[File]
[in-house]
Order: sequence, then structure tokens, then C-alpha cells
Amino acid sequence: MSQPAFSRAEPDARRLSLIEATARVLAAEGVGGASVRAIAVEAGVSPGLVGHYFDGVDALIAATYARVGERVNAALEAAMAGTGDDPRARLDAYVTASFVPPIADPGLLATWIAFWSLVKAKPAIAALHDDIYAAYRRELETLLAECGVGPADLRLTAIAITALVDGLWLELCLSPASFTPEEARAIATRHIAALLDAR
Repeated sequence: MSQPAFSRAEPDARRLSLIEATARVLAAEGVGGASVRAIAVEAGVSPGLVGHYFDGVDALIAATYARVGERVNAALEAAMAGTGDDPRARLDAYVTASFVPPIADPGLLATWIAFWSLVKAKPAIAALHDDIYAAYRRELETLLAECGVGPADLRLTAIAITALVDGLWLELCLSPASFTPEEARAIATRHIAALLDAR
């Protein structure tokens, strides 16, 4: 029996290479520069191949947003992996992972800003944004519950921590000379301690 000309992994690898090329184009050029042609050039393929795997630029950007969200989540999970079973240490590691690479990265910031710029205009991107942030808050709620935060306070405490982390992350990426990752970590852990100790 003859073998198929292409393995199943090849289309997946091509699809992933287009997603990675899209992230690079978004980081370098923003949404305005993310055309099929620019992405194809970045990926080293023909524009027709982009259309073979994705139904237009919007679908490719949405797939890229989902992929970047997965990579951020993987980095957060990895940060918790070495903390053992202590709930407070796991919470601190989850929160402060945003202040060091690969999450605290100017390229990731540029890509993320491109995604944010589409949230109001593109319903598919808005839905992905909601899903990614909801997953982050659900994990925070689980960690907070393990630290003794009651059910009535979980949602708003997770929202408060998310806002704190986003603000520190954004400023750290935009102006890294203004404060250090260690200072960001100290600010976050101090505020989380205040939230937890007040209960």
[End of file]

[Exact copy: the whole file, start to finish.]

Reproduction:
[in-house]
Order: sequence, then structure tokens, then C-alpha cells
Amino acid sequence: MSQPAFSRAEPDARRLSLIEATARVLAAEGVGGASVRAIAVEAGVSPGLVGHYFDGVDALIAATYARVGERVNAALEAAMAGTGDDPRARLDAYVTASFVPPIADPGLLATWIAFWSLVKAKPAIAALHDDIYAAYRRELETLLAECGVGPADLRLTAIAITALVDGLWLELCLSPASFTPEEARAIATRHIAALLDAR
Repeated sequence: MSQPAFSRAEPDARRLSLIEATARVLAAEGVGGASVRAIAVEAGVSPGLVGHYFDGVDALIAATYARVGERVNAALEAAMAGTGDDPRARLDAYVTASFVPPIADPGLLATWIAFWSLVKAKPAIAALHDDIYAAYRRELETLLAECGVGPADLRLTAIAITALVDGLWLELCLSPASFTPEEARAIATRHIAALLDAR
């Protein structure tokens, strides 16, 4: 029996290479520069191949947003992996992972800003944004519950921590000379301690 000309992994690898090329184009050029042609050039393929795997630029950007969200989540999970079973240490590691690479990265910031710029205009991107942030808050709620935060306070405490982390992350990426990752970590852990100790 003859073998198929292409393995199943090849289309997946091509699809992933287009997603990675899209992230690079978004980081370098923003949404305005993310055309099929620019992405194809970045990926080293023909524009027709982009259309073979994705139904237009919007679908490719949405797939890229989902992929970047997965990579951020993987980095957060990895940060918790070495903390053992202590709930407070796991919470601190989850929160402060945003202040060091690969999450605290100017390229990731540029890509993320491109995604944010589409949230109001593109319903598919808005839905992905909601899903990614909801997953982050659900994990925070689980960690907070393990630290003794009651059910009535979980949602708003997770929202408060998310806002704190986003603000520190954004400023750290935009102006890294203004404060250090260690200072960001100290600010976050101090505020989380205040939230937890007040209960």